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Sony Rolly Sound Entertainment Player Review – With Video

August 1, 2008 By Lauren Dragan



Click the images below for bigger versions:
Sony Rolly Blue Lit
White Sony Rolly
Sony Rolly in hand
Black Sony Rolly closed
Black Sony Rolly open

So You Think It Can Dance?

In a country where Hello Kitty is a goodwill ambassador and a brown toothy monster mascots public television, the Sony Rolly fits right in. But how will the self described “sound entertainment player” fare in the decidedly less kawaii-obsessed US? We decided to give one a spin to find out.

Sony Rolly Blue Lit

The Sony Rolly isn’t the first mp3-playing gadget to emerge on the scene, but it certainly stands out. It arrived cradled like a jewel in its packaging that hid the manuals, USB cord, etc: leaving just the smooth, egg-shaped beauty perched on top. For the tech nut, it’s an experience akin to a girl opening her first little blue Tiffany’s box. I admit it—I was excited.

After noting its surprising heft of just over 11 ounces, I pawed through the rest of the box to find the included rechargeable battery. Alas, it did not come pre-charged, and I was forced to read through the instruction manual while waiting for it to juice up via my USB port.

As I did, I hit my first snag. The Rolly does not include Mac-compatible software, so although it may remind one of an Apple product, Mac fiends will be forced to go to their PC pals to utilize any of the Rolly’s functions. Undaunted, I sought out a friendly PC and got busy installing.

Aside from its looks, what makes the Rolly unique is its user interface. With Sony’s G-Sensor technology, the Rolly knows whether it is horizontal or vertical. Based on its positioning, one or both ends of the egg fold out like wings to reveal the speakers. The rubberized wheels around the circumference are used to control track changes, volume, and various function changes based on the end that is up.

When placed horizontally on a surface, a quick roll skips through tracks, and a long roll alters the volume. Twist the Rolly away from you and it snaps back to face you. And integrated Bluetooth technology means you can use the Rolly as auxiliary speakers for paired devices such as a cell phone. But if you’re like me, all of that was just a prelude to the main attraction: the Rolly can dance.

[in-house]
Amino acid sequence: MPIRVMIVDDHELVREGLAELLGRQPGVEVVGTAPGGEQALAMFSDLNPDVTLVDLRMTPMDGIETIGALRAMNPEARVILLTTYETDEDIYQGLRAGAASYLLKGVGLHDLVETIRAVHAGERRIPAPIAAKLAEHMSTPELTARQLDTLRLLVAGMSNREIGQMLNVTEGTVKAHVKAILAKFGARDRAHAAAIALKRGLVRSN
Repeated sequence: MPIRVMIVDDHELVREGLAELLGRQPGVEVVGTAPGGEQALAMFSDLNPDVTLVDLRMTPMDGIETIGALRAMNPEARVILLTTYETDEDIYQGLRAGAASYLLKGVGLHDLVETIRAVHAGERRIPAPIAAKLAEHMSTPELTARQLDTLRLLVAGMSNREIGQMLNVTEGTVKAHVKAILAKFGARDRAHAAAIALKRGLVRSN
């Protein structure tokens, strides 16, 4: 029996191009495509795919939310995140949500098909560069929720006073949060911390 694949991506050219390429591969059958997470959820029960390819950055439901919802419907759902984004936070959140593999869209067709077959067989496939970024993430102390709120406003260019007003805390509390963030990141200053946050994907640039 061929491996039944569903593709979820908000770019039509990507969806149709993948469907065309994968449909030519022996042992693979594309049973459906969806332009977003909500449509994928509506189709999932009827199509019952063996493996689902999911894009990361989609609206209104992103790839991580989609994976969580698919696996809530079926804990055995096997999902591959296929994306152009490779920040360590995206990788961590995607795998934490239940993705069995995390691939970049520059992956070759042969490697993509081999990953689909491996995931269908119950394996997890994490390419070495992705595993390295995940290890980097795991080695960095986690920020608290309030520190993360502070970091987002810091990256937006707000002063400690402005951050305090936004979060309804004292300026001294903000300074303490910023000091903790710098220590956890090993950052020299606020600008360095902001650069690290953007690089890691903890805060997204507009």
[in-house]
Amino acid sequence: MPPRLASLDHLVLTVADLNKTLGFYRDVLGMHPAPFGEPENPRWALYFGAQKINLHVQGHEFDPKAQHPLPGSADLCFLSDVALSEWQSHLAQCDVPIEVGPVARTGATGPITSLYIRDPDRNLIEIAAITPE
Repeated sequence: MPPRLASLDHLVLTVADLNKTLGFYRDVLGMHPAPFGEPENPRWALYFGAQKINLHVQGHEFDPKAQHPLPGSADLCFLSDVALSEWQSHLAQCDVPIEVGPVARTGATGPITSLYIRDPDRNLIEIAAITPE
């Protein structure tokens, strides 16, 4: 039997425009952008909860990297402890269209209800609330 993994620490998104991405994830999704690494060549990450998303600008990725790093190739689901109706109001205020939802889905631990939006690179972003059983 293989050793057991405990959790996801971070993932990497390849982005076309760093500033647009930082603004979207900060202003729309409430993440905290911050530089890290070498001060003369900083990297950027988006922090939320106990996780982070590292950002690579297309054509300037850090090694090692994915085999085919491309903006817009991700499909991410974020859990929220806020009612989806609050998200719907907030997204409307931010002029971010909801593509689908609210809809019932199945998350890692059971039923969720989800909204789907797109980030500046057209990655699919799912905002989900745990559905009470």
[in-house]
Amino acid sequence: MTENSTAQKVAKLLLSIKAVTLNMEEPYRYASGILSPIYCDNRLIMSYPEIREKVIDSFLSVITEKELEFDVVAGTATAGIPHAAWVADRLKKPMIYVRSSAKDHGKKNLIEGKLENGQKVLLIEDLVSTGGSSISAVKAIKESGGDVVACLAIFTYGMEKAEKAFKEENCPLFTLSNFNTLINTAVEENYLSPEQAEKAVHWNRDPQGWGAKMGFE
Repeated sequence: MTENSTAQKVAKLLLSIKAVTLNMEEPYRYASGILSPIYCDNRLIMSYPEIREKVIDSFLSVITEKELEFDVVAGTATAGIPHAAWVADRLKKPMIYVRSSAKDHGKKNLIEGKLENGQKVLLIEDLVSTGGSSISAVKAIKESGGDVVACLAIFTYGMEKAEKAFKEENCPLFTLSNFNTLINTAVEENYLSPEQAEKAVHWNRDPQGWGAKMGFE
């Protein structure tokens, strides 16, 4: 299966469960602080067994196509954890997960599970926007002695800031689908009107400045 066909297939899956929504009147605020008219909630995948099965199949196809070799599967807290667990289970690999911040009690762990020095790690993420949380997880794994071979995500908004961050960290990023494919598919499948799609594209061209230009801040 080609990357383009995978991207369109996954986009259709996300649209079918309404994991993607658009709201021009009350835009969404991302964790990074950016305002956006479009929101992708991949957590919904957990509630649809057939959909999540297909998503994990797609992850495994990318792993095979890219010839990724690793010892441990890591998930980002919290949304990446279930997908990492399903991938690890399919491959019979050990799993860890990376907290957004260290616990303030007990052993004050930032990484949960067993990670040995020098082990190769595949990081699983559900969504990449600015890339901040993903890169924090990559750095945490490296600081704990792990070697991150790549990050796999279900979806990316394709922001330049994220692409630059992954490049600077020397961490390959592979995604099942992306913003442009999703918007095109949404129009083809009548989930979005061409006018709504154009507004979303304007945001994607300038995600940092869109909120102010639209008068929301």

When the Rolly is in dance mode, those little wings flap in time to the music, the wheels rotate together or independently, and rings of LEDs boast a whopping 700 shades of color that flash to the beat. Cynics beware: The result is utterly adorable.

White Sony Rolly

While the Rolly can automatically dance to any loaded music, the moves are bland when compared to the choreographed tunes that are pre-loaded or that can be programmed with the included software. After I tired of the small and bizarre mix of included songs (ranging from Strauss’ Also sprach Zarathustra to Avril Lavigne) I decided to try my hand at creating some fierce moves of my own.

Although the software is relatively easy to use for the savvy, it does not have a tutorial, and could have a learning curve for the uninitiated. But let’s face it; chances are your grandma isn’t buying this thing. The Rolly Choreographer allows you to transfer mp3s and create dance files that can also be shared with friends. Individual motion tracks allow for independent movement of each wing, wheel, shoulder, and ring of LEDs. Users can cut and paste pre-programmed moves, or do everything from scratch.

While the software is easy to use, hand creating a fully choreographed song is rather tedious. After deciding that the Rolly was born for disco, I spent a full five hours creating a detailed dance to Abba. Yes, five hours on a three minute, eight second song. Somehow, I doubt most people will have that kind of time on their hands. But the result is pretty impressive, especially in low light conditions. Check out our video below if you want to see the Rolly put through its paces.

Sony Rolly in hand

All in all, the Rolly kept me enthralled for a week or so, and then tended to sit silently on my desk. It’s not to say we didn’t have good times together, it’s just that the Rolly is far from what one might call practical. For one thing, there are no sensors to keep the little dancing mochi ball from rolling right off the desk into gadget oblivion. And the speakers might be fine for a quiet room, but one certainly can’t host a dance party to them.

And there’s the purchase price.

At $399, no one can accuse the Rolly of being a cheap date. But while the Rolly may not be practical, it does live up to all promises and expectations. And really, what more can we ask for? So let critics say what they will, but I’m still smitten. The Rolly may be frivolous, but if you have the cash, why not add a little egg of joy into your life? The Rolly is impractical, exotic, weird and wonderful. And who knows? There may be a few us who need just that.


PRICE: $399 Available in white and black
CONTACT: 800.222.7669, sonystyle.com

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